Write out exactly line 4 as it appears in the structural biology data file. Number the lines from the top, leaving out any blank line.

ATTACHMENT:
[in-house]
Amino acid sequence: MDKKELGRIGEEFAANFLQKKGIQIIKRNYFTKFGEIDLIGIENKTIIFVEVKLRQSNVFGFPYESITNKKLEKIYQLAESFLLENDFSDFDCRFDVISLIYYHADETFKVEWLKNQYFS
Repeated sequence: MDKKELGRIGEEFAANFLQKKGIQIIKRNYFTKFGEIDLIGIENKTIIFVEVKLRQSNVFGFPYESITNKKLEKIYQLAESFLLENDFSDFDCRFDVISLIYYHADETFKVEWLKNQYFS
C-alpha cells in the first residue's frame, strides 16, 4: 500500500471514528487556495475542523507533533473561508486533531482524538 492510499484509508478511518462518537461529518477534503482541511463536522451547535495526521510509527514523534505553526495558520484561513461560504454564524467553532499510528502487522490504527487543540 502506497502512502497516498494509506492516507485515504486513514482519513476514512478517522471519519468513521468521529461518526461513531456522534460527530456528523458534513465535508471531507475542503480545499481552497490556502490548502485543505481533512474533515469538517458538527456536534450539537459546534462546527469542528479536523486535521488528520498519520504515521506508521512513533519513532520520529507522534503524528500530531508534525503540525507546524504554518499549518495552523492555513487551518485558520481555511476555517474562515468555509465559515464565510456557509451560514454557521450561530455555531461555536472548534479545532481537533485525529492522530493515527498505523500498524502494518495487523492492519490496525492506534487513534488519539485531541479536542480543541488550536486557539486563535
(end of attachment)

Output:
C-alpha cells in the first residue's frame, strides 16, 4: 500500500471514528487556495475542523507533533473561508486533531482524538 492510499484509508478511518462518537461529518477534503482541511463536522451547535495526521510509527514523534505553526495558520484561513461560504454564524467553532499510528502487522490504527487543540 502506497502512502497516498494509506492516507485515504486513514482519513476514512478517522471519519468513521468521529461518526461513531456522534460527530456528523458534513465535508471531507475542503480545499481552497490556502490548502485543505481533512474533515469538517458538527456536534450539537459546534462546527469542528479536523486535521488528520498519520504515521506508521512513533519513532520520529507522534503524528500530531508534525503540525507546524504554518499549518495552523492555513487551518485558520481555511476555517474562515468555509465559515464565510456557509451560514454557521450561530455555531461555536472548534479545532481537533485525529492522530493515527498505523500498524502494518495487523492492519490496525492506534487513534488519539485531541479536542480543541488550536486557539486563535